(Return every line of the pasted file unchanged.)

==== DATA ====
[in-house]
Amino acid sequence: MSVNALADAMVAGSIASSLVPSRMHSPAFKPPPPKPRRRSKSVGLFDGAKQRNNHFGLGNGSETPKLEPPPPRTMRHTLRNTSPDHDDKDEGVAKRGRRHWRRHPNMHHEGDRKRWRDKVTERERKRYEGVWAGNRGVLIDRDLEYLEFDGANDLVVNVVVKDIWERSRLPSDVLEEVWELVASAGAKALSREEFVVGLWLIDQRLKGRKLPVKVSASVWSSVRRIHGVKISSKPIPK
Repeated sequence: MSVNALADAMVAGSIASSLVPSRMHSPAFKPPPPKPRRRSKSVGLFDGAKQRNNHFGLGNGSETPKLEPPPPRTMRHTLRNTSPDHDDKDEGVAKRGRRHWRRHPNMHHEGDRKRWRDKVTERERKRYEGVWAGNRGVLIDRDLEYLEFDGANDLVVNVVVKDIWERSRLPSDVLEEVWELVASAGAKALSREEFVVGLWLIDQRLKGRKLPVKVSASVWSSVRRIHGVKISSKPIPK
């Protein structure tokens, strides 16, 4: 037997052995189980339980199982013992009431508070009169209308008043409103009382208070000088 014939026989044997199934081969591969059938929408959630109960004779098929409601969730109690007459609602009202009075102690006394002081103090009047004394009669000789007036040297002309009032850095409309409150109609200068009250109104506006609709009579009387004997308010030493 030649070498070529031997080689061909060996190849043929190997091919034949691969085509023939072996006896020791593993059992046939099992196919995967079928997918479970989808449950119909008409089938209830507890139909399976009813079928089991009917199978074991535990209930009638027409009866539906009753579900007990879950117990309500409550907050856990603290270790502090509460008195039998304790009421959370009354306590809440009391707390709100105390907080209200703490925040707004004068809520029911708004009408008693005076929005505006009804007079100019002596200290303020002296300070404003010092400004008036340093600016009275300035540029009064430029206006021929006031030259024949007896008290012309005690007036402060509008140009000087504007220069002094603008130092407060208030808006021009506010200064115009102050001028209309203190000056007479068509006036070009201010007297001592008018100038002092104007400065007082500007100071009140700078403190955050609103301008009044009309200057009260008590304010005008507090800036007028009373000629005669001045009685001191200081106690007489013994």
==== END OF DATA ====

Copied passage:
[in-house]
Amino acid sequence: MSVNALADAMVAGSIASSLVPSRMHSPAFKPPPPKPRRRSKSVGLFDGAKQRNNHFGLGNGSETPKLEPPPPRTMRHTLRNTSPDHDDKDEGVAKRGRRHWRRHPNMHHEGDRKRWRDKVTERERKRYEGVWAGNRGVLIDRDLEYLEFDGANDLVVNVVVKDIWERSRLPSDVLEEVWELVASAGAKALSREEFVVGLWLIDQRLKGRKLPVKVSASVWSSVRRIHGVKISSKPIPK
Repeated sequence: MSVNALADAMVAGSIASSLVPSRMHSPAFKPPPPKPRRRSKSVGLFDGAKQRNNHFGLGNGSETPKLEPPPPRTMRHTLRNTSPDHDDKDEGVAKRGRRHWRRHPNMHHEGDRKRWRDKVTERERKRYEGVWAGNRGVLIDRDLEYLEFDGANDLVVNVVVKDIWERSRLPSDVLEEVWELVASAGAKALSREEFVVGLWLIDQRLKGRKLPVKVSASVWSSVRRIHGVKISSKPIPK
């Protein structure tokens, strides 16, 4: 037997052995189980339980199982013992009431508070009169209308008043409103009382208070000088 014939026989044997199934081969591969059938929408959630109960004779098929409601969730109690007459609602009202009075102690006394002081103090009047004394009669000789007036040297002309009032850095409309409150109609200068009250109104506006609709009579009387004997308010030493 030649070498070529031997080689061909060996190849043929190997091919034949691969085509023939072996006896020791593993059992046939099992196919995967079928997918479970989808449950119909008409089938209830507890139909399976009813079928089991009917199978074991535990209930009638027409009866539906009753579900007990879950117990309500409550907050856990603290270790502090509460008195039998304790009421959370009354306590809440009391707390709100105390907080209200703490925040707004004068809520029911708004009408008693005076929005505006009804007079100019002596200290303020002296300070404003010092400004008036340093600016009275300035540029009064430029206006021929006031030259024949007896008290012309005690007036402060509008140009000087504007220069002094603008130092407060208030808006021009506010200064115009102050001028209309203190000056007479068509006036070009201010007297001592008018100038002092104007400065007082500007100071009140700078403190955050609103301008009044009309200057009260008590304010005008507090800036007028009373000629005669001045009685001191200081106690007489013994």